Open source attacks
The risk associated with supply chain attacks, where a target is attacked via a partner or supplier, has been rising steadily. Fifty nine percent of companies say they have experienced a data breach caused by one of their vendors or third parties. Heinemeyer highlights a less well-known type of supply chain attack as one to watch in 2019: those on open source software.
“It’s sometimes easy to get contributor access to open source projects,” he says. “Because there’s no standard procedure to vet these people to make sure they’re trustworthy, malicious actors can get into the software supply chain, inject back doors into very well-known open source code, and then get access to many, many environments.”
Heinemeyer is also worried about an emerging form of cyber threat he calls a trust attack. “What could be more devastating than just stealing or destroying data?” he asks. “Undermining the public’s trust in data. What if data was changed really subtly?”
He gives the example of altering blood sample data used by the U.K.’s National Health Service. “If an attacker was to intrude the database of blood samples and labeling, all kept digitally these days, and to change that data without anybody noticing, it could result in people dying without people knowing the cause. Public trust could be undermined in these kinds of national institutions.”
Similarly a nation-state attacker could cast doubt on the results of an election, not by trying to influence voters as in Russia’s cyber operations leading up to the 2016 U.S. presidential election, but by changing some votes, and making the interference public later.
“This could have disastrous effects on democracy,” says Heinemeyer. “It takes the discussion about the cyber realm these days in geopolitics to a whole new level.”
Helping defenders deal
One of Dykstra’s research interests is the human factor in cybersecurity. “Cybersecurity has historically been very technology-focused,” he says. “It is one aspect of cyber security, but alone it’s insufficient. I have done a bunch of studies looking at how do we help the human defenders be more resilient and robust and more effective at their jobs?”
Cybersecurity professionals work long hours in stressful environments and mental health has not traditionally been a priority for the industry. Dykstra and Celeste Lyn-Paul, senior researcher and technical adviser at NSA Research, developed the Cyber Operations Stress Survey (COSS) to help gauge the stress levels of security personnel in high-risk environments. COSS measures factors like fatigue, frustration, and cognitive workload during real-time tactical cyber operations like those carried out by the NSA.
“Those papers suggest ways not only to measure, but when to check in on people.” says Dykstra. “Different training is required to make people more resilient, but I think that’s still an emerging area.”
A wider range of cybersecurity talent
Both Heinemeyer and Dykstra argue that the cybersecurity industry needs to draw on a wider pool of talent in 2019. “Don’t just look at the Computer Science department of the top five universities in the world,” says Dykstra. “I have certainly found that diverse teams of psychology and economics and political science and language analysts, those skills make the STEM fields even better. I actually wish I had lots more classes in my computer science curriculum about human psychology. That would have helped me be a more effective cybersecurity person.”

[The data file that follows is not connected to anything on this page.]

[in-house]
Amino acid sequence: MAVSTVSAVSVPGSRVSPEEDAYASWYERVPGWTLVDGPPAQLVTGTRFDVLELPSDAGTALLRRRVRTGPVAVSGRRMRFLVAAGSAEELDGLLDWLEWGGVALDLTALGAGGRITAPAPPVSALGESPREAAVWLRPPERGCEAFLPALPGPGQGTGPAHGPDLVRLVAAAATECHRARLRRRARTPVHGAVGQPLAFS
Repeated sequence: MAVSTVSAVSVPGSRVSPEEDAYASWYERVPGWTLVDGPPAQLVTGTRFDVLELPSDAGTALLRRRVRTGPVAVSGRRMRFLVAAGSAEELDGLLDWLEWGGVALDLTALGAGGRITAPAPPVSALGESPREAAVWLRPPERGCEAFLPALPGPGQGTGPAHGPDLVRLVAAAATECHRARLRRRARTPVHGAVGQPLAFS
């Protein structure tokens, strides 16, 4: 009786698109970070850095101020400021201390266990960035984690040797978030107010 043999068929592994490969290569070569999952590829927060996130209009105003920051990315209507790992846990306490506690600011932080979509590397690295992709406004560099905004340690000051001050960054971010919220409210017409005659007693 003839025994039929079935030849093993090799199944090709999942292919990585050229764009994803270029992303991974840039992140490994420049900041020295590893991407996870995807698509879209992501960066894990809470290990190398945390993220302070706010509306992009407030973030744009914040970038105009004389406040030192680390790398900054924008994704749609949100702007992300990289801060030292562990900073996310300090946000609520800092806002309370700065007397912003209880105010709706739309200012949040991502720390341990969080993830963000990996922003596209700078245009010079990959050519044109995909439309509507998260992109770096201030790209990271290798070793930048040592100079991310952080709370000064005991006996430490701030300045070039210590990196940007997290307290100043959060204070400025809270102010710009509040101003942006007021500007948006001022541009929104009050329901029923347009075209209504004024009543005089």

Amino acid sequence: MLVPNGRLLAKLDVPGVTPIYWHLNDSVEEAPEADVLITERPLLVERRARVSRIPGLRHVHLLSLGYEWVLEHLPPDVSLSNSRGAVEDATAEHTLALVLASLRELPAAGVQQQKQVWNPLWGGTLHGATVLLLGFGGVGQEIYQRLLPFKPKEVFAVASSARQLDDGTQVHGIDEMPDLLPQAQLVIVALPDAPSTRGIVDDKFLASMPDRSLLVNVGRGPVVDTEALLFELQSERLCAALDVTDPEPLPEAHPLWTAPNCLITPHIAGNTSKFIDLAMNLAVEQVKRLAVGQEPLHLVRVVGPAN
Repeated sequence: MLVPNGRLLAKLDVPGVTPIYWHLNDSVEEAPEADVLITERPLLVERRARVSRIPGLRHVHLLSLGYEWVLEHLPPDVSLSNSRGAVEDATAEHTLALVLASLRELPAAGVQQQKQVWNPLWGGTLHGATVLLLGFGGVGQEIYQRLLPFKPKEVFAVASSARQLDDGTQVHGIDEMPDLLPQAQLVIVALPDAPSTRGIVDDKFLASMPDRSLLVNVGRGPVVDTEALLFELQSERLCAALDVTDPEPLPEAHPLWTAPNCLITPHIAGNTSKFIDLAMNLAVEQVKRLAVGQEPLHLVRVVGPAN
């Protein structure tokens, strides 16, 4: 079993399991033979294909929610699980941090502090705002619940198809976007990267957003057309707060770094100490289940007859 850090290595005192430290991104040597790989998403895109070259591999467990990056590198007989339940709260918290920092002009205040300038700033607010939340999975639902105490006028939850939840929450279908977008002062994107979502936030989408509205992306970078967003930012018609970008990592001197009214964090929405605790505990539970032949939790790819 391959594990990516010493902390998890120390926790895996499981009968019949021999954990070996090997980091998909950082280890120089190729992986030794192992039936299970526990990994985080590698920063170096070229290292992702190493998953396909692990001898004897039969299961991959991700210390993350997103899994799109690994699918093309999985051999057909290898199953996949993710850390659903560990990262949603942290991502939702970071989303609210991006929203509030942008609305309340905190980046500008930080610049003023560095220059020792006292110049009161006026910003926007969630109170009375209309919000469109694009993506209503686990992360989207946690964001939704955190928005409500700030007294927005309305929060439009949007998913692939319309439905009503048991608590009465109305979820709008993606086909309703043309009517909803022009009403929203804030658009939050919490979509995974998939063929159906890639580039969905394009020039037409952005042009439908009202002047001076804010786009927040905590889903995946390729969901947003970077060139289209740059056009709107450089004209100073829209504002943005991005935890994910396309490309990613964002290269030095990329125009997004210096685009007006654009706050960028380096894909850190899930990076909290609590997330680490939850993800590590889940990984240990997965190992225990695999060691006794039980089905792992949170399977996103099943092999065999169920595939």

Dykstra adds that the cybersecurity field needs people who didn’t go to college. “There are amazing people in cybersecurity who, for whatever reason, decided not to go, or school wasn’t exactly their thing, but they bring a lot of talent to this problem,” he says. “Lots of the skills the NSA needs aren’t taught in colleges.”
Heinemeyer mentors a team of 30 junior threat hunters (analysts who proactively search for malware or attackers that are lurking in a network) in the U.K., with 80 more across the globe. “Most of our junior analysts don’t have any IT background or any cybersecurity background,” he says. “They are data scientists, they have PhDs in chemistry, in astrophysics. Some of our best analysts come from linguistics or social science.” Roughly half of Darktrace’s U.K. threat hunters are female.
Dykstra also suggests that users need to take more responsibility for securing their own data in 2019. “If your account gets compromised, it is your individual responsibility to go change that password and to understand that if you reuse passwords, very basic cybersecurity can break down,” he says. “Picking strong passwords or having a password manager would get us so far in achieving the prevention of data breaches.”
Some users are more at risk than others because of their security behaviors or lack thereof. Understanding how personal traits influence these behaviors can help security professionals to determine which users need additional defenses or targeted training. Research from the University of Maryland (in which Dykstra participated), for example, found that women were less likely to use strong passwords and update them regularly, while introverts were less careful about locking their devices than extroverts.
Despite the best efforts of the security community, users often resist doing the work required to implement even basic security, so Dykstra is also an advocate of what he calls invisible security.
“When your browser gets automatic updates all the time, people actually are more safe and secure,” he says. “Where else can we do that invisible security to help make people safer? How can we just bake it in so that you don’t have to think about how to do strong encryption or how to do safe software development practices?”